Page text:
An article by Jane Millar and Peter Whiteford has won the 2019 Best Paper Prize of the Foundation for International Studies on Social Security (FISS) sponsored by the Journal of Poverty and Social Justice.
The title of the article is ‘Timing it right or timing it wrong: how should income-tested benefits deal with changes in circumstances?’ and it can be downloaded here.
This article examines the challenges in designing income-tested benefits for people of working age. This is particularly difficult in the context of changing patterns of work and volatility in earnings and income. Matching benefits to needs requires timely assessment and payment. We compare the treatment of timing issues in the working-age welfare systems of the United Kingdom and Australia. The article discusses how these different but similar systems deal with the timing of income receipt and benefit adjustment, problems of overpayment and debt, and draws out some lessons for the design of income-tested provisions.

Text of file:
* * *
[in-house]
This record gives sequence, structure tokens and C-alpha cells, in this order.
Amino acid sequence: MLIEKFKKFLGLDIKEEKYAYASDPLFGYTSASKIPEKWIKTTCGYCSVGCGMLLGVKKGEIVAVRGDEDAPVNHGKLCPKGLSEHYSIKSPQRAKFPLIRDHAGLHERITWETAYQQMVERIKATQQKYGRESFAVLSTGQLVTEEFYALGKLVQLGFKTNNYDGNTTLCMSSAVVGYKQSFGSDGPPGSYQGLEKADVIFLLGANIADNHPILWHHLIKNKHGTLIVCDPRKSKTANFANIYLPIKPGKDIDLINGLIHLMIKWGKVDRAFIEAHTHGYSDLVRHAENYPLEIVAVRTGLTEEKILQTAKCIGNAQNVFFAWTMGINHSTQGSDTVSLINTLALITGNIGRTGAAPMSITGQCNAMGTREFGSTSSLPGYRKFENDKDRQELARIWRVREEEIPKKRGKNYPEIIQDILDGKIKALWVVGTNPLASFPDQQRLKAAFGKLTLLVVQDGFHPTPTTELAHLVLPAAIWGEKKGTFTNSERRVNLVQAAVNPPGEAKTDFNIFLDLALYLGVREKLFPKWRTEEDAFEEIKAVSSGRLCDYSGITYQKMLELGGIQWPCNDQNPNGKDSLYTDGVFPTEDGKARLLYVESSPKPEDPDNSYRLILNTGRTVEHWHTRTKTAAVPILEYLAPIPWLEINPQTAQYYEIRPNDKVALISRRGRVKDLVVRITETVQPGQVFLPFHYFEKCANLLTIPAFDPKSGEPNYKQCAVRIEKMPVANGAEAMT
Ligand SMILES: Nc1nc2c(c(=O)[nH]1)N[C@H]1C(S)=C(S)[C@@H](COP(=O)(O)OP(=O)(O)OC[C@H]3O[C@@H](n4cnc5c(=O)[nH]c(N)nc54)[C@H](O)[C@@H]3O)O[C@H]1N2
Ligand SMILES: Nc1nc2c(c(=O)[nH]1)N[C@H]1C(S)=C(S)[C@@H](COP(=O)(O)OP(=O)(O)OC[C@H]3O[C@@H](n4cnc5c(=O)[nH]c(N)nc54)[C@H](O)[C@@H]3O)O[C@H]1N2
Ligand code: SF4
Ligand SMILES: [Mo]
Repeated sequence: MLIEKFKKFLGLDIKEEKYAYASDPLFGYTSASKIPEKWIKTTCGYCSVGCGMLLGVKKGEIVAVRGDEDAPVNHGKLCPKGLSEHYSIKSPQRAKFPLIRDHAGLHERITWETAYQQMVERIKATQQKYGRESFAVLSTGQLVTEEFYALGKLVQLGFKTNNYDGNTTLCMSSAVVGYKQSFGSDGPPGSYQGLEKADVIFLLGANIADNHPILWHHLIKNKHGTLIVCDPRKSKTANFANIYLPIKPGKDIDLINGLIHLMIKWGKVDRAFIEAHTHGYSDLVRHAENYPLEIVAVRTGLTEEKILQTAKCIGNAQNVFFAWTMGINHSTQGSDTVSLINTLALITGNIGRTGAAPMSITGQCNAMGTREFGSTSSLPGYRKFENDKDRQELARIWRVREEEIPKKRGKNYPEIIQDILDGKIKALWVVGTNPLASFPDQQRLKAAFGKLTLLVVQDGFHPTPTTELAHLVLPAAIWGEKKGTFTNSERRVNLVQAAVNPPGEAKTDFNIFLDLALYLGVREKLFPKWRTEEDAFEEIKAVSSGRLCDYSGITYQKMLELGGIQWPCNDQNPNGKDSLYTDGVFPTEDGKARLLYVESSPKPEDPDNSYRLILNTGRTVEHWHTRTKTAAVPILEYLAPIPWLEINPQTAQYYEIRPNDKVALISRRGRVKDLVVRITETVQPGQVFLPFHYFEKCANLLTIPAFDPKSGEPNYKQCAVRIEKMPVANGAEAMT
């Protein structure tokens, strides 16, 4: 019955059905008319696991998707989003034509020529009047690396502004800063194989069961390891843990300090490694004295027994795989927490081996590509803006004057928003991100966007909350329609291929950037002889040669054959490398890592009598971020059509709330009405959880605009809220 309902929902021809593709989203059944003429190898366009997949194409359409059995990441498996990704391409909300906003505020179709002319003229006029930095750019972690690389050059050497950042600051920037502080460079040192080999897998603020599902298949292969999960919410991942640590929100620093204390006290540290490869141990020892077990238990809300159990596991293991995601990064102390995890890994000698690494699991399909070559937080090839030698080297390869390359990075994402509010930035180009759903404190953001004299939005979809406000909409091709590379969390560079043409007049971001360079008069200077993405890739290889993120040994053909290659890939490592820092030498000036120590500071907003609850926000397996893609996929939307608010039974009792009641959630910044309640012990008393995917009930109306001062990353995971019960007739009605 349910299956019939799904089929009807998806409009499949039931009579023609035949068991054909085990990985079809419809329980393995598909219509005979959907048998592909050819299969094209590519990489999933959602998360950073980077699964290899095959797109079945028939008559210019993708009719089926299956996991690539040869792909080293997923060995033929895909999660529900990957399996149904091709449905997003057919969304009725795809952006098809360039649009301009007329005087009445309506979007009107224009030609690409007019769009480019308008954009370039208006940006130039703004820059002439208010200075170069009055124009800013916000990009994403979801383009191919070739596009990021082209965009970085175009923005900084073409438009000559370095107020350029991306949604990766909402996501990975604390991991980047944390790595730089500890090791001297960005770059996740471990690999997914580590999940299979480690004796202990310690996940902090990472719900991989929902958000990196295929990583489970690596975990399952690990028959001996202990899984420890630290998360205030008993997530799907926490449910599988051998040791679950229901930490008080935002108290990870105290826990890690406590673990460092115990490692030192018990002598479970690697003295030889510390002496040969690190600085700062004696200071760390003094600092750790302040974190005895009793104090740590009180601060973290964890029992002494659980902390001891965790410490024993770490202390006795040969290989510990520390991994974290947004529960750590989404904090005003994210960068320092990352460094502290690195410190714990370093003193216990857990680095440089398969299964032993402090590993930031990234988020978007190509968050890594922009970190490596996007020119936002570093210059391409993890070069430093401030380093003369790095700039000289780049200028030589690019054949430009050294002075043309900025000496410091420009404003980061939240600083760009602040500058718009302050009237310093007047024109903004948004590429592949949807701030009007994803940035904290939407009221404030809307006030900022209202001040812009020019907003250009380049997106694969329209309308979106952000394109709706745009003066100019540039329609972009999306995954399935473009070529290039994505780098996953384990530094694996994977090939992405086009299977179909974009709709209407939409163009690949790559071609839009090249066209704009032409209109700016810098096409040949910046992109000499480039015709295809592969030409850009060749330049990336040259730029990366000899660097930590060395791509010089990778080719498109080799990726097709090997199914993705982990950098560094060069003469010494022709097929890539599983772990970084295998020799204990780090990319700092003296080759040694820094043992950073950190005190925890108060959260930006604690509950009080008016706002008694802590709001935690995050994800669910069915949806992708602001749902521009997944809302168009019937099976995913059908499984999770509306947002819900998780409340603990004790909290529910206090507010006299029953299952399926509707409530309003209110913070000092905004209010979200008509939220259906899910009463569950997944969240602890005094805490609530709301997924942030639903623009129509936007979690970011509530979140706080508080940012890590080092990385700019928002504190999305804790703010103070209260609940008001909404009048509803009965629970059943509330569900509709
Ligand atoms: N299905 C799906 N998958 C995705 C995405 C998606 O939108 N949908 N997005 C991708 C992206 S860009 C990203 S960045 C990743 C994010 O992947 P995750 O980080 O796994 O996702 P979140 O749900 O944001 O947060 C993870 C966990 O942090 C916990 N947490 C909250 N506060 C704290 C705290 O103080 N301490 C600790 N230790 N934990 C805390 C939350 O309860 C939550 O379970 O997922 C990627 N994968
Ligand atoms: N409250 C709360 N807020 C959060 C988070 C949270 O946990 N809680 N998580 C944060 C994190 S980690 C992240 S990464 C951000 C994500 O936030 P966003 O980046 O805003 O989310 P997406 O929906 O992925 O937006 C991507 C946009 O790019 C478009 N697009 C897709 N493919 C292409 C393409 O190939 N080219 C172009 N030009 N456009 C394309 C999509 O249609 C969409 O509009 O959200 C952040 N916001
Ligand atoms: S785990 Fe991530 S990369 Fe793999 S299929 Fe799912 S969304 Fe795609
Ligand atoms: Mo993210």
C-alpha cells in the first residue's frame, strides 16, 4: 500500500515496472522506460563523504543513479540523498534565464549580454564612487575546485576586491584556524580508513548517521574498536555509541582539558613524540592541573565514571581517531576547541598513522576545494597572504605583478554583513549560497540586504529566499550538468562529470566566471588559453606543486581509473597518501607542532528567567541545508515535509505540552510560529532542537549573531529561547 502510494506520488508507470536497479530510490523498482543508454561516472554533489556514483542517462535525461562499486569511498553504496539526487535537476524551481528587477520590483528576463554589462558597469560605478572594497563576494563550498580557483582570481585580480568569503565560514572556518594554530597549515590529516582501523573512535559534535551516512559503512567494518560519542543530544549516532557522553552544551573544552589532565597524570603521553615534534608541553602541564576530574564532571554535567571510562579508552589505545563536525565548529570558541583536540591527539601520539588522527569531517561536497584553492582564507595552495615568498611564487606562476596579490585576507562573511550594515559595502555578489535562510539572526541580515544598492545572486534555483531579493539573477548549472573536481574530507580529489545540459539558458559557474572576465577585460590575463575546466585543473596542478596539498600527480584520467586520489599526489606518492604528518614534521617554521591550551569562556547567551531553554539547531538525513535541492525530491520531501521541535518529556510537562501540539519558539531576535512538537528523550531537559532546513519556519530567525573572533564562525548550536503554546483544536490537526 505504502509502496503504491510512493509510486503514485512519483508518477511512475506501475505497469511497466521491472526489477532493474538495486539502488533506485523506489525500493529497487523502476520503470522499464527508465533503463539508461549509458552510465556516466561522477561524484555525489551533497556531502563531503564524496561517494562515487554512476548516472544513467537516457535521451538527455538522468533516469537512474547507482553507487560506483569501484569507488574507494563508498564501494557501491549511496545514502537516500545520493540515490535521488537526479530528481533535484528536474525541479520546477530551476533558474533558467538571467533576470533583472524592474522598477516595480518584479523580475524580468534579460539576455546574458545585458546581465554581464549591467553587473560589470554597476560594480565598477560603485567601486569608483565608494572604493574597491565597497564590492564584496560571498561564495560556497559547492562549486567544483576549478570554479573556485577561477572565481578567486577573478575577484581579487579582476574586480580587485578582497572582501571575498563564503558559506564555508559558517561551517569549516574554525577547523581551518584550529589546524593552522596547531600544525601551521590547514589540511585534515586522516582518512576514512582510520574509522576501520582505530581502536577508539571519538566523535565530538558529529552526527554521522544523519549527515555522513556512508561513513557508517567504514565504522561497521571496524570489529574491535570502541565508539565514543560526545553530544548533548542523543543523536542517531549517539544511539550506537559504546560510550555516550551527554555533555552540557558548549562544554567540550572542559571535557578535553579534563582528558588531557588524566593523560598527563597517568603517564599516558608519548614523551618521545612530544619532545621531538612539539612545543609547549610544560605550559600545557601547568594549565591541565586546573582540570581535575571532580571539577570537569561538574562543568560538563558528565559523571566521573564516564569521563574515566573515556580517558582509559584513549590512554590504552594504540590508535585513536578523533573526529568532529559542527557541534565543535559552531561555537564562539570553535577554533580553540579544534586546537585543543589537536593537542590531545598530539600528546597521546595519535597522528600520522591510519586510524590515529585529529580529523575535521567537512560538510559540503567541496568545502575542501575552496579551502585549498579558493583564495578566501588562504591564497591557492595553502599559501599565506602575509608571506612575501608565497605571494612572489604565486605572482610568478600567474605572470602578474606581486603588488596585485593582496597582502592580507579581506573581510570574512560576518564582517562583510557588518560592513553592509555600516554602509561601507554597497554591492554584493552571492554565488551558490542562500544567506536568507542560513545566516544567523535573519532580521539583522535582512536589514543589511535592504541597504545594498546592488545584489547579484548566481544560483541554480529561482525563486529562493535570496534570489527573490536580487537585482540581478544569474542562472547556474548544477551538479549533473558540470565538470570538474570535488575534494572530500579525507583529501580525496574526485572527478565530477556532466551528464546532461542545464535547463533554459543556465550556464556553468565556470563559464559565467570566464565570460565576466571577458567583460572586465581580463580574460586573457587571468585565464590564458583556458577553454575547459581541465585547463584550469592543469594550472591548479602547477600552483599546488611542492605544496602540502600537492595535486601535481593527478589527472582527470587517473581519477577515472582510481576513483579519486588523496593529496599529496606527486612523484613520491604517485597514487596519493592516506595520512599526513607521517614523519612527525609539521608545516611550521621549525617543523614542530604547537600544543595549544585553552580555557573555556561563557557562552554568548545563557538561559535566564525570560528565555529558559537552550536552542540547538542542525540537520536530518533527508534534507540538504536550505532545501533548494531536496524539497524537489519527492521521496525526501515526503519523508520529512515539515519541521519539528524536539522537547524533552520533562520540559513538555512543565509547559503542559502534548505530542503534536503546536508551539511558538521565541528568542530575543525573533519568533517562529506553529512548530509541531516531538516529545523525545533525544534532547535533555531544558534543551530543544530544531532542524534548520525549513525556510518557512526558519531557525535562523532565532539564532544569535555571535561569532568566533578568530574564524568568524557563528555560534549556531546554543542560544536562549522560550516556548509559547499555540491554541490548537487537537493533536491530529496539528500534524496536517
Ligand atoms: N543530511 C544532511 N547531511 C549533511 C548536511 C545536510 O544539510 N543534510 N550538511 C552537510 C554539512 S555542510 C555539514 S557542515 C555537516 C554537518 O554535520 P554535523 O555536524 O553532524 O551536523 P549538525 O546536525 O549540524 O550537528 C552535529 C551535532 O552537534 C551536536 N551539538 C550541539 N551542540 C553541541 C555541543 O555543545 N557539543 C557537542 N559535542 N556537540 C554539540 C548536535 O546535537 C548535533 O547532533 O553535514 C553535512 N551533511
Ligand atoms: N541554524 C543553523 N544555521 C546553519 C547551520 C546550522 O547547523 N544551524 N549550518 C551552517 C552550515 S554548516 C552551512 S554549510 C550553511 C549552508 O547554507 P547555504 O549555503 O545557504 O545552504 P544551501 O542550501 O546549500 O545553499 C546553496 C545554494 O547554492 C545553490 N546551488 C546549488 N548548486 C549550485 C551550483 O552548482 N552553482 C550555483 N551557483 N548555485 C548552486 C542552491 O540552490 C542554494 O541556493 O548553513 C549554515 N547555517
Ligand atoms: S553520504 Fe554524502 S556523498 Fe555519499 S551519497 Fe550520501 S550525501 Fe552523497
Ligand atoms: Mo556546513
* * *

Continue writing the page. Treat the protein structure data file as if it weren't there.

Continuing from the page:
Paul Spicker has published a comment on the article:
… The benefits that work best, like pensions and Child Benefit, are long-term. There is no practical way to obtain this sort of information and deliver a system that is efficient, fair and workable. These systems are designed by those who are convinced that the problems can always be resolved by the technology, when we all know they can’t. We need to smooth things down, to ask only for information that makes sense to claimants, and to stabilise income. In other words, we need to be less responsive, not more.